The Tyranny of the NRA
I have no aspirations for political office, so free speech comes quite easily. The massacre in Arizona ought to have raised the volume on our hushed national discussions about gun control. It didn’t, however, because no leader wants to be “in the cross hairs” of the NRA, flamed politically, and so at risk for losing several million votes.
When I was ten, I went away to summer camp. I joined the NRA in order to take riflery. I wanted a rifle like my friends, but my father said I would have to take the NRA course before he would consider such a thing. At camp, I earned my Pro-marksman, Marksman, Marksman 1st, Class, and Bar 1 Sharpshooter medals. The following year my parents gave me a Winchester .22 rifle which I was free to use. It was not a deer rifle, but it was fun for target practice and small-game hunting. Mostly I used it to “pop rats” at the Morrisville dump with my pals after it closed. In those days the NRA was about safe hunting.
In the ensuing decades, the NRA has experienced mission creep, becoming a potent advocate of “concealed- carry” and “open-carry” laws within the states. This is gun-speak for a citizen’s right to carry either concealed pistols or pistols hanging openly from our belts in public and private places, a notion that has made us a laughing stock in many civilized countries with much lower homicide rates.
Not only has the NRA’s mission changed, so have its goals. 55 years ago, the NRA taught me how to hunt and shoot targets safely, and generally behave responsibly as an 11-year old rifle owner. Now it advocates for unlimited ownership of weapons. I say “weapons” only because I firmly believe a semi-automatic pistol with a 31 round clip is more like an antipersonnel mine than a gun.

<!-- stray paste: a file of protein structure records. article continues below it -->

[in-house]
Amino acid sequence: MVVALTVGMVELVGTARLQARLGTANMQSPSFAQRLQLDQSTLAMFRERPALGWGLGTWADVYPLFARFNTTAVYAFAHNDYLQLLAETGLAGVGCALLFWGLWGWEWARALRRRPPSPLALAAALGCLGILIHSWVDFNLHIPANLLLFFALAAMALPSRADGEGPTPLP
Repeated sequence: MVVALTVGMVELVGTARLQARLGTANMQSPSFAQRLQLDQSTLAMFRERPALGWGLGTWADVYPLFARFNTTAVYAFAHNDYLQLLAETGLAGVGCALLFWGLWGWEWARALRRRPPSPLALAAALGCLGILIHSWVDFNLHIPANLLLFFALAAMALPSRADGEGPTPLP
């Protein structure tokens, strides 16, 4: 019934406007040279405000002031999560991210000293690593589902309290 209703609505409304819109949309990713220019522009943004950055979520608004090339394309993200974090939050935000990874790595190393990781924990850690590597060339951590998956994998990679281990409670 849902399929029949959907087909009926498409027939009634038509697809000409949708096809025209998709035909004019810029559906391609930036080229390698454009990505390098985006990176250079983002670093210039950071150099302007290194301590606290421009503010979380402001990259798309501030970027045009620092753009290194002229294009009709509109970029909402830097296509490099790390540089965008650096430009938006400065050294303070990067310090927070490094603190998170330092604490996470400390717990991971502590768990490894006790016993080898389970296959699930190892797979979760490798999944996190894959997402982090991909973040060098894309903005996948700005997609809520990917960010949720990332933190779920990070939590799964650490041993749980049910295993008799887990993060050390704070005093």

I believe as strongly in the second amendment as I do in the first. There are a couple of old shotguns in our own home, though I hardly ever shoot them anymore. My wife’s grandmother was a champion skeet shooter and her gun came down to us.
To our detriment, however, we often confuse principles with absolutes. And principles often conflict, so they must be prioritized to guide us towards a beneficial outcome. The principle of free speech must be balanced against the principle of national security.
The NRA, with the trembling compliance of political leaders and the explicit support of a conservative court, has interpreted the second amendment as an absolute, arguably to the shame of those who wrote it.
NRA language has moved from sporting safety, to self-defense, to today…the citizen’s right to defend himself against growing government tyranny.
We really must ask ourselves, “Who exactly is the tyrant?” Is it an absolutist NRA hell-bent on seeing all citizens armed and ready to take on their government or is it an imperfect democracy struggling to respond to the broad spectrum of its citizens’ opinions about the role of government?
Our leaders need to talk out loud about this.